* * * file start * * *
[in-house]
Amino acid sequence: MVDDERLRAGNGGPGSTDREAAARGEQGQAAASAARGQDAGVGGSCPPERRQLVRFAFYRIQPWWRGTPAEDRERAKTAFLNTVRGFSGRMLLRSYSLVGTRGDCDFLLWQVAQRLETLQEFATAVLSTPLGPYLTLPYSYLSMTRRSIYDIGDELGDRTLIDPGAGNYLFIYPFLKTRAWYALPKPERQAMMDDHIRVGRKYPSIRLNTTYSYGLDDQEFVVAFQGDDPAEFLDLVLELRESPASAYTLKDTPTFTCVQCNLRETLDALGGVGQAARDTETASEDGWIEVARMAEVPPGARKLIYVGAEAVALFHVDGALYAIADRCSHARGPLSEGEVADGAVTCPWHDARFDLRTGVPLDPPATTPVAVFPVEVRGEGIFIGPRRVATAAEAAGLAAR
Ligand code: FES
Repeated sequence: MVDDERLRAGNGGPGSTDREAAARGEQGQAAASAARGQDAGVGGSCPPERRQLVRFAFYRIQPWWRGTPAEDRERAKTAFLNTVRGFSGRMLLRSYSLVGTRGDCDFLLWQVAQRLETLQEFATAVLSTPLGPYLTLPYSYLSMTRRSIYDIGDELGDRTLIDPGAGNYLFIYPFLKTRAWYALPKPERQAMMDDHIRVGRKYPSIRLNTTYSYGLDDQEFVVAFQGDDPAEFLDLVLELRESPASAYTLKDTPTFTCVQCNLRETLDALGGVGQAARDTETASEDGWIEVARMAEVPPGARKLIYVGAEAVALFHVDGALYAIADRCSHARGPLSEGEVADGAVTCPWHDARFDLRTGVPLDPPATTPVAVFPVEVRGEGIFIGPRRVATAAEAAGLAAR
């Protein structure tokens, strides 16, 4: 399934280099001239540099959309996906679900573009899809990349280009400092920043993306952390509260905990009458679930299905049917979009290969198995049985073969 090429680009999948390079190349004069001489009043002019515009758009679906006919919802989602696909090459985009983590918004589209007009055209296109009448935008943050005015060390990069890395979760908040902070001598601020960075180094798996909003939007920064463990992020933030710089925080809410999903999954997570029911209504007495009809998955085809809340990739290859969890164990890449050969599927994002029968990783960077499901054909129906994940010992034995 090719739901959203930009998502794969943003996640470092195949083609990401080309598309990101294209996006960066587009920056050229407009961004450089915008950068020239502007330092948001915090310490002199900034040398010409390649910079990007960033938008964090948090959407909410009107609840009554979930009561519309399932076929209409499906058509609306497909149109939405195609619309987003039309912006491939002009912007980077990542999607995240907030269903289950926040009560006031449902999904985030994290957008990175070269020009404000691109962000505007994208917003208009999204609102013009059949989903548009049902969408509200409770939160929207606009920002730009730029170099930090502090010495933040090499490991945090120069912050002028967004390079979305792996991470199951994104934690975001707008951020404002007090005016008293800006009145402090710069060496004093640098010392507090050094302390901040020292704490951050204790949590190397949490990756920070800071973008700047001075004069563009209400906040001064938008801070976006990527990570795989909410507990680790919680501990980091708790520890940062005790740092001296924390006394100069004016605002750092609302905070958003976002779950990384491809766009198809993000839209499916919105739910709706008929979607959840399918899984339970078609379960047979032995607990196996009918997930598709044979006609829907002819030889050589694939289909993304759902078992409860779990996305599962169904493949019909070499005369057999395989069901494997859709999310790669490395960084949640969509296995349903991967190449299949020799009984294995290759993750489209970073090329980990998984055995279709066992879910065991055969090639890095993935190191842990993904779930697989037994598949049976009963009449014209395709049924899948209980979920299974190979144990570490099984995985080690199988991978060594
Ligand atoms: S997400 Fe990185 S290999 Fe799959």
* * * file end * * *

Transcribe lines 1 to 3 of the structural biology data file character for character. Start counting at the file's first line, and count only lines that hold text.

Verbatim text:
[in-house]
Amino acid sequence: MVDDERLRAGNGGPGSTDREAAARGEQGQAAASAARGQDAGVGGSCPPERRQLVRFAFYRIQPWWRGTPAEDRERAKTAFLNTVRGFSGRMLLRSYSLVGTRGDCDFLLWQVAQRLETLQEFATAVLSTPLGPYLTLPYSYLSMTRRSIYDIGDELGDRTLIDPGAGNYLFIYPFLKTRAWYALPKPERQAMMDDHIRVGRKYPSIRLNTTYSYGLDDQEFVVAFQGDDPAEFLDLVLELRESPASAYTLKDTPTFTCVQCNLRETLDALGGVGQAARDTETASEDGWIEVARMAEVPPGARKLIYVGAEAVALFHVDGALYAIADRCSHARGPLSEGEVADGAVTCPWHDARFDLRTGVPLDPPATTPVAVFPVEVRGEGIFIGPRRVATAAEAAGLAAR
Ligand code: FES